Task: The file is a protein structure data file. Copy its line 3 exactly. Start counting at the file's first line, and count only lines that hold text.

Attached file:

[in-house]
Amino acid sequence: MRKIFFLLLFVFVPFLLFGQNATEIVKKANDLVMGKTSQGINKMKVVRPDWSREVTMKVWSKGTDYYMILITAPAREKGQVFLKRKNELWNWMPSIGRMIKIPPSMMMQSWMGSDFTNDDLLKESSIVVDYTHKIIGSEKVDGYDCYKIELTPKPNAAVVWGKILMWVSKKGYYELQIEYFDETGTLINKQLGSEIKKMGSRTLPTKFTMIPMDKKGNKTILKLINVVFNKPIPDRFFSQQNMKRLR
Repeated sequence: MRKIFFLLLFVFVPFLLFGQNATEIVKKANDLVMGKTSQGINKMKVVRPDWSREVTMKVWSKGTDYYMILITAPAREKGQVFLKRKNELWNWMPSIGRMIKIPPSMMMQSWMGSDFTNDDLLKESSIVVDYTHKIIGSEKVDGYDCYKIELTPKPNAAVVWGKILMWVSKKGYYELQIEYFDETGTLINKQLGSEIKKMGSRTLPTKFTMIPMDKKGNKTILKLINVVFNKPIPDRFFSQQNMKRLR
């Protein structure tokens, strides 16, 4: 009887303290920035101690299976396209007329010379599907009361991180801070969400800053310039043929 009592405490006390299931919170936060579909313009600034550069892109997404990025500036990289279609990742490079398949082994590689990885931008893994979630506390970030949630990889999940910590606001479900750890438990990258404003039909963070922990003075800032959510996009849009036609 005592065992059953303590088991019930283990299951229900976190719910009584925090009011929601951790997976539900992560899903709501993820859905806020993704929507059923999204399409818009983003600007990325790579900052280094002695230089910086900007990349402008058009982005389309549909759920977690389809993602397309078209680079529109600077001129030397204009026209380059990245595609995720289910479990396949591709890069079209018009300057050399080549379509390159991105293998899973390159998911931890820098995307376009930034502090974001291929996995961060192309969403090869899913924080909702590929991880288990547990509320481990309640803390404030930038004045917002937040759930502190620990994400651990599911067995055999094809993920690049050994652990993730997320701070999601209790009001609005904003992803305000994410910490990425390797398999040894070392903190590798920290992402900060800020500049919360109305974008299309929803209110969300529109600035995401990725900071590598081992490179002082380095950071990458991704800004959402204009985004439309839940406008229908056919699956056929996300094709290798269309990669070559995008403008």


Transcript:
Repeated sequence: MRKIFFLLLFVFVPFLLFGQNATEIVKKANDLVMGKTSQGINKMKVVRPDWSREVTMKVWSKGTDYYMILITAPAREKGQVFLKRKNELWNWMPSIGRMIKIPPSMMMQSWMGSDFTNDDLLKESSIVVDYTHKIIGSEKVDGYDCYKIELTPKPNAAVVWGKILMWVSKKGYYELQIEYFDETGTLINKQLGSEIKKMGSRTLPTKFTMIPMDKKGNKTILKLINVVFNKPIPDRFFSQQNMKRLR